Said it should not affect other federal broadband funding eligibility
A majority of state attorneys general is calling on Congress to boost broadband funding to help the shelter-at-home populace get access to healthcare and education and jobs, and they don’t want it counting against their states’ ability to qualify for other funding.
The FCC has signaled that the billions it is already allocating to close the digital divide should not go to places where other federal subsidy money has already been allocated.
The 39 AGs, in a letter to House and Senate leadership, say failure by Congress to provide billions in subsidies in the next COVID-19 aid bill would leave millions struggling to catch up with the rest of the country.
They praised the voluntary efforts by ISPs to keep and boost connectivity during the pandemic. “In recent months, hundreds of broadband service providers have pledged to keep existing customers connected, waive late fees, and open WiFi hotspots to Americans in need. Many companies have gone even further, temporarily offering free or discounted internet access to K-12 and college students, medical providers, and low-income families.”
But they said such efforts are not sustainable over the long haul.
They want money to go to state and local governments for universal broadband, particularly for seniors currently with inadequate tech to meet the moment.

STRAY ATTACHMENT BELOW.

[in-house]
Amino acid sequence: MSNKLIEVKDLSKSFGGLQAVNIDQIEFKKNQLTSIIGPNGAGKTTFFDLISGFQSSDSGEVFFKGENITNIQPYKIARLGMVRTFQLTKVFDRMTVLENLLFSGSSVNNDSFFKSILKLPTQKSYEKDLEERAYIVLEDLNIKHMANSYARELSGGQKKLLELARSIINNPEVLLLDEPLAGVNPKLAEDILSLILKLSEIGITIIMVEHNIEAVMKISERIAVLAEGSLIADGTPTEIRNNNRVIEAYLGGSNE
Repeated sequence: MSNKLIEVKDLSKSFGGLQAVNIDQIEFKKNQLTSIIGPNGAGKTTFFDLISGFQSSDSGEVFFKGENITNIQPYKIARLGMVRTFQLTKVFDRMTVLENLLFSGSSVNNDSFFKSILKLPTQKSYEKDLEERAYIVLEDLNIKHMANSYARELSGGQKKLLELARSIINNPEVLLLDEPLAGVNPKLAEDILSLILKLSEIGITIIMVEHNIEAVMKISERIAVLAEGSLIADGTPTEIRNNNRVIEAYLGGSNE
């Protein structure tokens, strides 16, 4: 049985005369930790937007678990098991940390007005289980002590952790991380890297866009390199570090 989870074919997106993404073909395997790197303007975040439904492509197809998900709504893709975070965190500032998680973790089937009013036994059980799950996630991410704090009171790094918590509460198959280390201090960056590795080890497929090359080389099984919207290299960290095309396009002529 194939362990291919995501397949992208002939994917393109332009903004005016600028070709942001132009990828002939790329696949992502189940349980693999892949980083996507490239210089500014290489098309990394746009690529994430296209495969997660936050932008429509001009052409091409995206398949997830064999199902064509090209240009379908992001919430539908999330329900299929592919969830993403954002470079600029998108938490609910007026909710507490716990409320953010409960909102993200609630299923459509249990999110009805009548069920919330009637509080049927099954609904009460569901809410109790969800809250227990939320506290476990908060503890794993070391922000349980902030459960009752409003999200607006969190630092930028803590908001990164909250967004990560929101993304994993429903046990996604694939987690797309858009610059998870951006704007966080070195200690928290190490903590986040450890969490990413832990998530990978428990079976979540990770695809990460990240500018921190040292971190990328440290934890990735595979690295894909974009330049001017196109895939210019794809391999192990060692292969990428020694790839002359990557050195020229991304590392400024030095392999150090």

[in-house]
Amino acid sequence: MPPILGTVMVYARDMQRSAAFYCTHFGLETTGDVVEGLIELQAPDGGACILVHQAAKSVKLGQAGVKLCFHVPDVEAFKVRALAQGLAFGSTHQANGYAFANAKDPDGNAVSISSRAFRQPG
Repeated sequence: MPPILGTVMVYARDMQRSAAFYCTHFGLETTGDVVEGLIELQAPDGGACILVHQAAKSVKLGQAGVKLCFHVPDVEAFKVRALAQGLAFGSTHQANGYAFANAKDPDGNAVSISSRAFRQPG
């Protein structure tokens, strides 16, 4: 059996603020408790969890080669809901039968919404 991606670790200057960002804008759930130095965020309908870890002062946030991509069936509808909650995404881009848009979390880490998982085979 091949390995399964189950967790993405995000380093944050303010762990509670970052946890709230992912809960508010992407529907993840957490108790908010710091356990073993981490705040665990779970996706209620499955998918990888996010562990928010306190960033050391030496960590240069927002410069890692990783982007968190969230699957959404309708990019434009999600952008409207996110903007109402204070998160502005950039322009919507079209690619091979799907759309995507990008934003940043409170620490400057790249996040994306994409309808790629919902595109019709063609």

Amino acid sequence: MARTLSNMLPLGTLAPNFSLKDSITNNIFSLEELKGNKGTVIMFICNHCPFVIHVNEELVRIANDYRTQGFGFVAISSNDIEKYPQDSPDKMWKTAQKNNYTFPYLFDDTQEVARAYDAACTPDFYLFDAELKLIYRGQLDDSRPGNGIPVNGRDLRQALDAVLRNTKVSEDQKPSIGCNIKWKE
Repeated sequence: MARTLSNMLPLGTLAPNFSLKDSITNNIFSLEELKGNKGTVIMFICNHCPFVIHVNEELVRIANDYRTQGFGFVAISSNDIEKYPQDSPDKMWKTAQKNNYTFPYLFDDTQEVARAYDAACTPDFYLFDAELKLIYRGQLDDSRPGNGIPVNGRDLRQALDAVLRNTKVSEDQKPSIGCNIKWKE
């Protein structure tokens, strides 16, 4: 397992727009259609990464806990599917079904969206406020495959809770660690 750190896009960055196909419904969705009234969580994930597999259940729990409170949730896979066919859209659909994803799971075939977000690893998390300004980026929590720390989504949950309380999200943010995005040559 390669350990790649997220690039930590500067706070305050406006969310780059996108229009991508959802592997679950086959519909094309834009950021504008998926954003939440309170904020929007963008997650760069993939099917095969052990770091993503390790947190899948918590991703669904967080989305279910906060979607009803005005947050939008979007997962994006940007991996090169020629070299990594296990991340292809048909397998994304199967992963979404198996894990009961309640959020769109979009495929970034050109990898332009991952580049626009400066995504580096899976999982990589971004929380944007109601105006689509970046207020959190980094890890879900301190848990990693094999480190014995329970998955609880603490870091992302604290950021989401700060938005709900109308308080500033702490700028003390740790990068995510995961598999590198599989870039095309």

They want flexibility in what they spend the money on and say the funding should remain available in the long-term since long-term solutions are needed.
They also want the FCC to increase the FCC’s Universal Service Fund subsidies for schools and libraries, low income residents, and rural health care programs.
Congress has already allocated some new broadband spending via the CARES Act COVID-19 relief bill, mostly focused on telemedicine.
The FCC sought more funding for remote learning in the CARES Act (it did not make it), and in future COVID-19 aid legislation, according to FCC chair Ajit Pai.
Both Pai and the Hill are on the same page that closing the digital divide is even more imperative due to the pandemic-driven stay-more-at-home culture that will continue in some form until there is a vaccine or verified treatment.